Lab 10. Write your own UNIX Shell, part 2 Solution.ZIP

 Lab 10. Write your own UNIX Shell, part 2 Solution

Student will work with process management and some basic system calls.
Important note: please use sp1, sp2, sp3, or atoz servers for this lab.
UNIX Shell
In Lab9 we did the 3 built-in commands: cd, pwd, exit.l
Now we need to add an exec and code to handle redirection.
To get the file you need, first move to your class folder by typing: cd csc60
The following command will create a directory named lab10 and put all the needed files into it below
your csc60 directory.
Type: cp -R /gaia/home/faculty/bielr/classfiles_csc60/lab10 .
Spaces needed: (1) After the cp ↑ Don’t miss the space & dot.
(2) After the -R
(3) After the directory name at the end & before the dot.
After the files are in your account and you are still in csc60, you need to type: chmod 755 lab10
This will give permissions to the directory.
Still in csc60, type: cp lab9/lab9.c lab10/lab10.c
We have copied lab9 code and renamed it to lab10.c for you to start work on it.
Next move into lab10 directory and type: chmod 644 *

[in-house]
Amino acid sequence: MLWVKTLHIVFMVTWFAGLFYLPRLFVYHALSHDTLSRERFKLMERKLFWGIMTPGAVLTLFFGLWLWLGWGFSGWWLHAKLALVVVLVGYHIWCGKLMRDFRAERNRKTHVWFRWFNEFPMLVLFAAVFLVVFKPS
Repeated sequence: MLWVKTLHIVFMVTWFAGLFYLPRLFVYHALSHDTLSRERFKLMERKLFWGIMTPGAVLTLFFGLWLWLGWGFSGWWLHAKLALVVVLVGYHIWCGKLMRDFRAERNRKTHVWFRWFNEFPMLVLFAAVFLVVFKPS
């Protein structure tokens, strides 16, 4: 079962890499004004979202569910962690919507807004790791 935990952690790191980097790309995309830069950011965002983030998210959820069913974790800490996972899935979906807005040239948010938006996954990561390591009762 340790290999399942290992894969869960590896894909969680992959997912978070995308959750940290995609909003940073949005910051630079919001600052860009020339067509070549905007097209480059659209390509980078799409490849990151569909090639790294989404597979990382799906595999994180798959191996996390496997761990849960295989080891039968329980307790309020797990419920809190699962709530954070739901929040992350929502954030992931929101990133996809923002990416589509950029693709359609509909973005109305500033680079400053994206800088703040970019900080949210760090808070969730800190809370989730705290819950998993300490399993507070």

This will set permissions on the files.
Your new lab10 directory should now contain: lab10.c, waitpid.c, redir.c
A lot of code to be used in Lab10 is currently commented out.
Use the file Lab9-10 GuideToRemoveComments (on SacCT) to guide you to remove a set of the extra
Pseudo Code (Yellow highlight indicates the code from Lab9.)
int main (void)
while (TRUE)
int childPid;
char *cmdLine;
print the prompt(); /* i.e. csc60mshell , Use printf*/
fgets(cmdline, MAXLINE, stdin);
Call the function parseline, sending in cmdline & argv, getting back argc
/* code to print out the argc and the agrv list to make sure it all came in. */
/* This code is not required for lab10. You may leave it in or get rid of it near the end. */
Print a line. Ex: “Argc = %i”
loop starting at zero, thru less than agrc, increment by one.
print each argv[loop counter]
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